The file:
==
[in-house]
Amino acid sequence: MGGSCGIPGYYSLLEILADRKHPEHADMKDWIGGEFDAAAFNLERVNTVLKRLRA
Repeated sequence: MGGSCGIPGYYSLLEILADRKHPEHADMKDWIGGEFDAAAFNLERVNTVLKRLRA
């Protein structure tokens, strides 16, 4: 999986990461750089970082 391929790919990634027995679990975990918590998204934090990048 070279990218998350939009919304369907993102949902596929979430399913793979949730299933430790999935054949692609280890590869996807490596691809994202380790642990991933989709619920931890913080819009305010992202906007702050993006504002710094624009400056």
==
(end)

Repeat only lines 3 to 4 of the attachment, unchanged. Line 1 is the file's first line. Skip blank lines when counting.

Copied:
Repeated sequence: MGGSCGIPGYYSLLEILADRKHPEHADMKDWIGGEFDAAAFNLERVNTVLKRLRA
């Protein structure tokens, strides 16, 4: 999986990461750089970082 391929790919990634027995679990975990918590998204934090990048 070279990218998350939009919304369907993102949902596929979430399913793979949730299933430790999935054949692609280890590869996807490596691809994202380790642990991933989709619920931890913080819009305010992202906007702050993006504002710094624009400056």